Tax Levies

We’ve had an unfair tax levy put onto the property tax payers of the city to fund Phase 1 of the new Peel Memorial Healthcare facility in Brampton. A levy that only applies to the property owners in the city, yet allows anyone who lives here as a resident to benefit. In the past, the responsibility for building healthcare facilities has been the responsibility of the province, placing such facilities in areas of high growth and demand.

So why is it that the taxpayers of Toronto did not require a property tax levy for William Osler’s Etobicoke General Hospital redevelopment that’s currently underway, yet Brampton taxpayers did?

According to a statement from William Osler, the $330 million contract price will involve the construction of a new four-storey tower, will add approximately 250,000 square feet of space to the existing facility and house the services most urgently needed by the Etobicoke community.

Are we supposed to be grateful to the Province for its recent announcement to finally open all 608 beds at Brampton Civic?   A delay that affected the quality of our healthcare and labelled Brampton as one of the lowest ranked major cities for healthcare in the country?

What will the purchasing power of our hard earned tax dollars be in 8-10 years for the remaining $20 million of the $60 million tax levy when required?

How about the tens of millions of precious tax dollars that will be wasted because of the decision to build Peel Memorial as a multi-phase project? This should have been planned as a full service hospital right from the beginning based on many years of research.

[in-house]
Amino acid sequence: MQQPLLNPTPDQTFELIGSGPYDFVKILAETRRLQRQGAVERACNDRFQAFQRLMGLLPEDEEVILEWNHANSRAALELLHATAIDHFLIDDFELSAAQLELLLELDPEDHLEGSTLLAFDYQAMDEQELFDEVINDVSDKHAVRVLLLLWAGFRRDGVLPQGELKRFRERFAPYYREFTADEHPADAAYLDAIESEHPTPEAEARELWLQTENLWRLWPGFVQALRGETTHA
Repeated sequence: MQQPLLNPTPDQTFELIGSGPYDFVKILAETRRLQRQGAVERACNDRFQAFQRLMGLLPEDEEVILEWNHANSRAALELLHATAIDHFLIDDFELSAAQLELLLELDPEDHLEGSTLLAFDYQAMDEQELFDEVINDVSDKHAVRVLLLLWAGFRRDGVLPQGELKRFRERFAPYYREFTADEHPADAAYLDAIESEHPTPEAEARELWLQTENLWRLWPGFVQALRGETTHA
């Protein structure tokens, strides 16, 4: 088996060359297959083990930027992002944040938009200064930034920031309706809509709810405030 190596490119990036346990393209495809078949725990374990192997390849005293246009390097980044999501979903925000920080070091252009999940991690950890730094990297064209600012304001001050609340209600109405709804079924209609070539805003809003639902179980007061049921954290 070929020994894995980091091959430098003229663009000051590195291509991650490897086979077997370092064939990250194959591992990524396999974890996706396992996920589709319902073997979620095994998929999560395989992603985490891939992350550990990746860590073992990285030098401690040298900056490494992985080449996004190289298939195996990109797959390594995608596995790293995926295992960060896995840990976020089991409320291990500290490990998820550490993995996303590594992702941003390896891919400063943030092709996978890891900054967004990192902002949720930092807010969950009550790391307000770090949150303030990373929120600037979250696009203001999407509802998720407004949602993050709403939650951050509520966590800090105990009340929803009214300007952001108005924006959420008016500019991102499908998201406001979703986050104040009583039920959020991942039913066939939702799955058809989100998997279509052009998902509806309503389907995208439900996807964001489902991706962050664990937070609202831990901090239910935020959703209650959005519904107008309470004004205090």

We need this Council to aggressively call out the province for the poor planning of healthcare in Brampton and to immediately call on the Province to begin the RFP process for a fully funded Phase 2 of Peel Memorial that will include a second ER and a minimum of 200+ in-patient beds. It’s about time we start to become a bit more aggressive with this government or any future provincial government for the needs of our diverse, dynamic and growing city. We are the 9th largest city in Canada and 3rd largest city in the GTHA. We have seen growth that is unmatched by any other Top 10 city. The citizens of Brampton generate hundreds of millions of tax revenues to both the Provincial and Federal governments. So why do we continue to graciously accept inadequate funding for transit, healthcare and infrastructure that does not allow for this city to properly compete for investment dollars with our neighbouring municipalities. We can’t afford to keep funding these Provincial responsibilities with tax levies onto the property tax payers of this city.